Author: Gordon Platt

GLOBAL FINANCIAL CRISIS

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Bernanke: Has slashed Fed rate to record lows.

Central banks around the world dug deeply into their ammunition dumps and unleashed a volley of outsized rate cuts in December, hoping to keep their economies from worsening amid a global recession. The Federal Reserve cut its target for the federal funds rate to a record low range of 0% to 0.25% on December 16. However, after a series of rate cuts totaling more than 500 basis points since September 2007, the US economy has deteriorated instead of improving.


With fears of inflation being replaced with worries about deflation, analysts are wondering what will come next. With the federal funds rate already trading close to zero, the Fed’s latest rate cut was largely ceremonial and will have little immediate effect on the real economy. The focus is shifting from interest rates to the printing of money, or what is known as quantitative easing. The Fed already has begun purchasing debt outright and inflating its balance sheet.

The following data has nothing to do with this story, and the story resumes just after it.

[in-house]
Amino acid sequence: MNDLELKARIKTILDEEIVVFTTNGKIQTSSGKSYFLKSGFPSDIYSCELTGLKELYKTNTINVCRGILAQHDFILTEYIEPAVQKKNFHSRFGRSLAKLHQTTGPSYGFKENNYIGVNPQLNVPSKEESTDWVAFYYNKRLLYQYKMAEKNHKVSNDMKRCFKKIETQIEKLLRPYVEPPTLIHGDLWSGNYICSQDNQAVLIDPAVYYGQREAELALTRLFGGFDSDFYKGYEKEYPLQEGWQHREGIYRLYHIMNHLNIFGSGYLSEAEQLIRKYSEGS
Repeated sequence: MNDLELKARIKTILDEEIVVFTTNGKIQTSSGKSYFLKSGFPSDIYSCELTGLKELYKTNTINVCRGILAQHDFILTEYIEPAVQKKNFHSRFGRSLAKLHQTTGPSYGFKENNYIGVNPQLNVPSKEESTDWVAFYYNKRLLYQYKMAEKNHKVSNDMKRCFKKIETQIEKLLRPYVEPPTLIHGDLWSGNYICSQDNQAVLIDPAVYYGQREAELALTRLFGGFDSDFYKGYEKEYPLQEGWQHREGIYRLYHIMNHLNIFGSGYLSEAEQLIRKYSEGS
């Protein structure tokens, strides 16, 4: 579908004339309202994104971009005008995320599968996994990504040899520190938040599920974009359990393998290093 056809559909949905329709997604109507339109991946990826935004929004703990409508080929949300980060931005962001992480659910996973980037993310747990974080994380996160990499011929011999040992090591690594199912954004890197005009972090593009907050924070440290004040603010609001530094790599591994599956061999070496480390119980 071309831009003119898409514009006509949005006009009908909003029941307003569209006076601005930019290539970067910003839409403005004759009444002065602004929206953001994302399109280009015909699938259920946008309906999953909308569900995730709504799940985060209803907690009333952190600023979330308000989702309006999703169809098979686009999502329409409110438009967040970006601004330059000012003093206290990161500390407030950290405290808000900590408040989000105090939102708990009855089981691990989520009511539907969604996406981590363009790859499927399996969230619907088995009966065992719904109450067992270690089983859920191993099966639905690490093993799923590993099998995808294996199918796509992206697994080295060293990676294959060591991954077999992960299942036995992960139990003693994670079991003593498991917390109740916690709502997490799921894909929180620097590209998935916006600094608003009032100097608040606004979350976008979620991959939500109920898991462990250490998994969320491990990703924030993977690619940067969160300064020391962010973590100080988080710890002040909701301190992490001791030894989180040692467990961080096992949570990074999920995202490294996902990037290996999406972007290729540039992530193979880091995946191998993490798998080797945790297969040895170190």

The European Central Bank, caught flatfooted with its anti-inflation resolve, lowered its interest rate by 75 basis points to 2.5% on December 4, marking the biggest rate cut in the ECB’s decade of existence—but still keeping rates above those in many other developed markets. The same day the Bank of England cut its key rate by a full point to 2%, the lowest level since 1939. Sweden’s Riksbank cut its rate by a larger-than-expected 175 basis points to 2%. A few days earlier Australia lowered its rate by 100 basis points to 4.25%, and New Zealand slashed its rate by 150 basis points to 5%.

Meanwhile, the dollar began to weaken again in December, due in part to year-end squaring of positions by big investors but also reflecting worries that the Fed’s extraordinary liquidity measures and the rapid expansion of its balance sheet could spell trouble for the greenback down the road. The day of reckoning could be postponed by an ongoing shortage of dollars in global money markets (story, page 57), but the US position as a major debtor increases the riskiness of holding dollars for too long after the supply expands.

Gordon Platt